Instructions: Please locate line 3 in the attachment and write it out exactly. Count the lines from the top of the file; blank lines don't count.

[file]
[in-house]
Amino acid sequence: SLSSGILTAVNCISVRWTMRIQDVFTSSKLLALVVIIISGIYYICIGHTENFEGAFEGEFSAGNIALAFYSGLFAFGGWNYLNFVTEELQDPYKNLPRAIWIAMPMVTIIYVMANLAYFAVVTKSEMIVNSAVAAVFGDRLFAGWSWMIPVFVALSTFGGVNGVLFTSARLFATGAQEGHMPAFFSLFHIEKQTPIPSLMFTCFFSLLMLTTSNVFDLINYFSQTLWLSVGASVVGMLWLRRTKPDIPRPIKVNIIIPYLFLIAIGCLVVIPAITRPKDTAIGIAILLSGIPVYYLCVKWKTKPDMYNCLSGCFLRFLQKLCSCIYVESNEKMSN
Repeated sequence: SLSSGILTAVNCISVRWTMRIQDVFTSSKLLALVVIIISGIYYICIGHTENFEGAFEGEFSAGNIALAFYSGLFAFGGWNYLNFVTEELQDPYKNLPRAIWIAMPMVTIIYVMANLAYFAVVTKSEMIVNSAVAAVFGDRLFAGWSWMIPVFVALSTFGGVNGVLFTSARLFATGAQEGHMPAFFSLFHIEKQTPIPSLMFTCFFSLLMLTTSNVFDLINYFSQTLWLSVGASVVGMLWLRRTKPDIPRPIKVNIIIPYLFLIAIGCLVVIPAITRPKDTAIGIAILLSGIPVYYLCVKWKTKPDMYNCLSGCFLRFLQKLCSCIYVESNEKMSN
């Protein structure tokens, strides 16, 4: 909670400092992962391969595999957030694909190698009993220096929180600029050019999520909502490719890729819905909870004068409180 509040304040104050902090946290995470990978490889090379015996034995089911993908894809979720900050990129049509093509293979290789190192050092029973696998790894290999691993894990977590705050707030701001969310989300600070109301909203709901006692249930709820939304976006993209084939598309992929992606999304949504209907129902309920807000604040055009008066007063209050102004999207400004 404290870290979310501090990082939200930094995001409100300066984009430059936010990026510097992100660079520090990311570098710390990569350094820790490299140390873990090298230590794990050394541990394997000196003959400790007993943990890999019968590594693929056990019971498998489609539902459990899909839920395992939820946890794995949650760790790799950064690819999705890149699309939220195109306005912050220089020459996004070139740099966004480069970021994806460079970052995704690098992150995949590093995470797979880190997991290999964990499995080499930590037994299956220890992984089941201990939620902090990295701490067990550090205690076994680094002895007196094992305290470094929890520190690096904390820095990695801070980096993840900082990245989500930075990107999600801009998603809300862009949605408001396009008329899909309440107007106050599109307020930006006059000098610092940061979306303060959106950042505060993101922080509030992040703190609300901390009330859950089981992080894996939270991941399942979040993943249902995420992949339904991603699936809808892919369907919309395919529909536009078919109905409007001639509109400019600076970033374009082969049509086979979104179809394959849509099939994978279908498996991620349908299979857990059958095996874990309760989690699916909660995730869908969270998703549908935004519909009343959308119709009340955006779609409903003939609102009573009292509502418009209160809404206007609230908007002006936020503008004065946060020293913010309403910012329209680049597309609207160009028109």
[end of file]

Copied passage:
Repeated sequence: SLSSGILTAVNCISVRWTMRIQDVFTSSKLLALVVIIISGIYYICIGHTENFEGAFEGEFSAGNIALAFYSGLFAFGGWNYLNFVTEELQDPYKNLPRAIWIAMPMVTIIYVMANLAYFAVVTKSEMIVNSAVAAVFGDRLFAGWSWMIPVFVALSTFGGVNGVLFTSARLFATGAQEGHMPAFFSLFHIEKQTPIPSLMFTCFFSLLMLTTSNVFDLINYFSQTLWLSVGASVVGMLWLRRTKPDIPRPIKVNIIIPYLFLIAIGCLVVIPAITRPKDTAIGIAILLSGIPVYYLCVKWKTKPDMYNCLSGCFLRFLQKLCSCIYVESNEKMSN